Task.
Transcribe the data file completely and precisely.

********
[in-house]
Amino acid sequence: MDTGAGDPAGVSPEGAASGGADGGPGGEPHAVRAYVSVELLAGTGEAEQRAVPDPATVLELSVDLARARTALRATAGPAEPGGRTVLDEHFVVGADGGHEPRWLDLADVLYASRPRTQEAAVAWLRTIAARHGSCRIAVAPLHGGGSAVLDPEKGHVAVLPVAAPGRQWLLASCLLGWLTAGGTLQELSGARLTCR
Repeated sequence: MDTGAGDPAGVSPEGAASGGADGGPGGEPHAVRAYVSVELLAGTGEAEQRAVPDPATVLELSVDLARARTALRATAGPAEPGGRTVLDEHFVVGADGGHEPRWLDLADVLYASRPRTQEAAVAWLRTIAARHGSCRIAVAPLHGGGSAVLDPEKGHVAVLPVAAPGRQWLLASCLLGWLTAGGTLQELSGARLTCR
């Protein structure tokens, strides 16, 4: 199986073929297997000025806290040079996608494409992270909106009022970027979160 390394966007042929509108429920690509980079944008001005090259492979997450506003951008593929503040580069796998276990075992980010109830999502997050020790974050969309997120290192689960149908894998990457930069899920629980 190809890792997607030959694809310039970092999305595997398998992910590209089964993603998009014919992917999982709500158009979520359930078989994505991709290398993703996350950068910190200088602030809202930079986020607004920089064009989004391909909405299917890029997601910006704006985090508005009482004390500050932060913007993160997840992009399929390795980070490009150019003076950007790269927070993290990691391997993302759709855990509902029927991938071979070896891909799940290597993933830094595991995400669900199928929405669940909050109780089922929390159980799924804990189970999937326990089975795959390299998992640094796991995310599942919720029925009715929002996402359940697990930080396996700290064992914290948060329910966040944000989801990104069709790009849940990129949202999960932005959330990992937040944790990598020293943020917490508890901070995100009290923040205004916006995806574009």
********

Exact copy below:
[in-house]
Amino acid sequence: MDTGAGDPAGVSPEGAASGGADGGPGGEPHAVRAYVSVELLAGTGEAEQRAVPDPATVLELSVDLARARTALRATAGPAEPGGRTVLDEHFVVGADGGHEPRWLDLADVLYASRPRTQEAAVAWLRTIAARHGSCRIAVAPLHGGGSAVLDPEKGHVAVLPVAAPGRQWLLASCLLGWLTAGGTLQELSGARLTCR
Repeated sequence: MDTGAGDPAGVSPEGAASGGADGGPGGEPHAVRAYVSVELLAGTGEAEQRAVPDPATVLELSVDLARARTALRATAGPAEPGGRTVLDEHFVVGADGGHEPRWLDLADVLYASRPRTQEAAVAWLRTIAARHGSCRIAVAPLHGGGSAVLDPEKGHVAVLPVAAPGRQWLLASCLLGWLTAGGTLQELSGARLTCR
């Protein structure tokens, strides 16, 4: 199986073929297997000025806290040079996608494409992270909106009022970027979160 390394966007042929509108429920690509980079944008001005090259492979997450506003951008593929503040580069796998276990075992980010109830999502997050020790974050969309997120290192689960149908894998990457930069899920629980 190809890792997607030959694809310039970092999305595997398998992910590209089964993603998009014919992917999982709500158009979520359930078989994505991709290398993703996350950068910190200088602030809202930079986020607004920089064009989004391909909405299917890029997601910006704006985090508005009482004390500050932060913007993160997840992009399929390795980070490009150019003076950007790269927070993290990691391997993302759709855990509902029927991938071979070896891909799940290597993933830094595991995400669900199928929405669940909050109780089922929390159980799924804990189970999937326990089975795959390299998992640094796991995310599942919720029925009715929002996402359940697990930080396996700290064992914290948060329910966040944000989801990104069709790009849940990129949202999960932005959330990992937040944790990598020293943020917490508890901070995100009290923040205004916006995806574009």